Sometimes it works in a small way, but usually it doesn't; and almost never on a vast scale. If management's idea for a brand overhaul is to import cool, or gravitas, or intelligence, the best-case scenario is almost always that the importees exist successfully but completely separately: valuable parts that don't add much to the sum.”
Usually, he adds, the imported talent ends up leaving.
Brady can relate. “There’s a certain level of frustration in continuing to bang your head against a wall that never seems to give,” he said. “After getting the site launched, I didn’t really have the full energy to fight those battles.”
Beware the change agent
TBD is one of a handful of recent high-profile examples of the digital divide that persists within media companies. The most notable, of course, is last month’s ouster of Time Inc. CEO Jack Griffin just six months into his tenure. In Griffin’s short reign, it’s easy to see the scenario that Brady described – an organization that brought in an outsider as a “change agent” but did not fully support the agenda that Griffin envisioned.
When Time Warner CEO Jeff Bewkes stated in a company memo that Griffin’s “leadership style and approach did not mesh with Time Inc. and Time Warner,” it was clear that the insiders had won this battle.
Griffin’s abbreviated stint at Time Inc. shows that even a CEO can run into a wall if he doesn’t have air cover from his superiors. Griffin certainly didn’t help his cause through some of his actions – insisting, for example, that his name be placed on top of each Time publication’s editorial masthead.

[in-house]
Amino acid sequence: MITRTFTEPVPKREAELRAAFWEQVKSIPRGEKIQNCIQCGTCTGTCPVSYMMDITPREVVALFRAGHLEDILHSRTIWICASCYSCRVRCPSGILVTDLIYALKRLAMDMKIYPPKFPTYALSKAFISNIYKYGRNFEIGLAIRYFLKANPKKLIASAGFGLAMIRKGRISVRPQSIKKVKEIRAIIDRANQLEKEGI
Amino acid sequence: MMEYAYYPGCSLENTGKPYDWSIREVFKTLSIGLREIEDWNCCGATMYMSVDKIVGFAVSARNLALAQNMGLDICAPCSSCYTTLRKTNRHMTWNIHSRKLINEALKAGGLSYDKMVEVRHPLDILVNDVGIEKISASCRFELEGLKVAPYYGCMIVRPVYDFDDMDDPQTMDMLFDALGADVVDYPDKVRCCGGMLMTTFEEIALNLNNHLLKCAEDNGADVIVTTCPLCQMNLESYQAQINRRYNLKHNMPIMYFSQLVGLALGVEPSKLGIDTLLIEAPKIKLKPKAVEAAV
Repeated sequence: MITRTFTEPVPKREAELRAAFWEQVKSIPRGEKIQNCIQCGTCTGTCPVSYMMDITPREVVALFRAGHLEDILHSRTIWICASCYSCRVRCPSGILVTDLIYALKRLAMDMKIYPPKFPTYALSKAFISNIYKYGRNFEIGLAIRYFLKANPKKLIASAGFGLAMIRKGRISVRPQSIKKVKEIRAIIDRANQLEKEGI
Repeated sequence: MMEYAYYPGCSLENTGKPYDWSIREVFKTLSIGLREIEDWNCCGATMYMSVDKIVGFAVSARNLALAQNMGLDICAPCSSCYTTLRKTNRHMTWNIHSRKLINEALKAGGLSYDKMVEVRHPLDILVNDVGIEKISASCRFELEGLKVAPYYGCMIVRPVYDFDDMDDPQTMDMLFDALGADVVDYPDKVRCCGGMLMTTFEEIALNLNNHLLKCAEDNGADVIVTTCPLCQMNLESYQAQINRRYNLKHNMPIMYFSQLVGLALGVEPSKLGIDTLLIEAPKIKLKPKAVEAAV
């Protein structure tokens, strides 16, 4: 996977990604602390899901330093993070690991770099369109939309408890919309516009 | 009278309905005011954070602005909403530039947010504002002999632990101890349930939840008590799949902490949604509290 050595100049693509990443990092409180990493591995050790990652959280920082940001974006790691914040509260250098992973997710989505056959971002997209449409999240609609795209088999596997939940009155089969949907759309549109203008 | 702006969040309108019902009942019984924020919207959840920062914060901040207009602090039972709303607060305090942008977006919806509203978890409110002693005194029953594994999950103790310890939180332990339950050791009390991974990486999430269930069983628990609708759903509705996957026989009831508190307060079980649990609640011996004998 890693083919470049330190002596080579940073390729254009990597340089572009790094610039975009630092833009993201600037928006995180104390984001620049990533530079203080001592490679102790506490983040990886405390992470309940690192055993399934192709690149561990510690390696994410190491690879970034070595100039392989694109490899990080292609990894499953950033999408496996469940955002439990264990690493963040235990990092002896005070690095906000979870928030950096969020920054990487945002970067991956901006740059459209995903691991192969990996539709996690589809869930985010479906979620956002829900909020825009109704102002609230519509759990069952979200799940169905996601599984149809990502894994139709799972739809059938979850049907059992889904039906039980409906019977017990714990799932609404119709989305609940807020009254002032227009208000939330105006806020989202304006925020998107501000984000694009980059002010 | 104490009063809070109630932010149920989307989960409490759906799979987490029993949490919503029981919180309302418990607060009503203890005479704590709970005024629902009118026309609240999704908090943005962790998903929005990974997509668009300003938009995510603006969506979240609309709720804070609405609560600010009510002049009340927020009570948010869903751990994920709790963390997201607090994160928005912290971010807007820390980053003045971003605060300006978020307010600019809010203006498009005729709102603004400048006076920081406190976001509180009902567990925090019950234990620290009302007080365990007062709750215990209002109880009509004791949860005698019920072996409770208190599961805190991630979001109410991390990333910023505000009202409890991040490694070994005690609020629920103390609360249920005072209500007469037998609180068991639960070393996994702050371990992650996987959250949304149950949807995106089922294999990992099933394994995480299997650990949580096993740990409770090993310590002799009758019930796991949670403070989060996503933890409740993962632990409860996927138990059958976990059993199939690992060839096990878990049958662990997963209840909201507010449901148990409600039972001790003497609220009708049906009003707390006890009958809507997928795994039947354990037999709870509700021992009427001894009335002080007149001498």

Griffin’s first-day memo no doubt caused plenty of eye-rolls among the staff as he laid out his 5-point “vision” for Time (abridged here)
- The consumer is the bedrock of our business. Serving consumers with high-quality content and great products, no matter the platform, is the organizing principle of our business.
- We will continue to deliver exceptional value to our advertisers and marketing partners. As we progress, we will continue to develop new ways to provide value to marketers and we will always insist on being fairly compensated for doing so.
- We must develop new sources of revenue and thoughtfully optimize costs. We must deploy our resources and people to develop new products and consumer offerings, brand extensions and marketing capabilities that will generate new sources of revenue and profit.
- We will keep leveraging new technologies and distribution channels. Looking ahead, we'll work to expand even further our relationships with channel partners, especially at retail and in emerging digital distribution venues.
- We must embrace change as constant and collaboration as vital. We have all heard the maxim that it's not the strongest that survive, but those who adapt best to change. As we lead in an ever-evolving marketplace, we must welcome possibilities for new ways of doing our work, organizing ourselves, partnering with others and delivering value to customers.
HBR’s Julia Kirby notes that any outsider who storms into an organization as a “change agent” will quickly raise the defenses of the existing workforce. She offers key pieces of advice about how to lower those defenses.
- Avoid the term "change agent."
- Gauge the internal hunger for change.
- Arrive without a vision.
Another way to look at it: Make the workforce feel like they’re part of the solution, not the cause of the organization’s problems. With the right message and the proper top-down support, those who embrace new ideas will eventually muscle out the most intractable defenders of the status quo.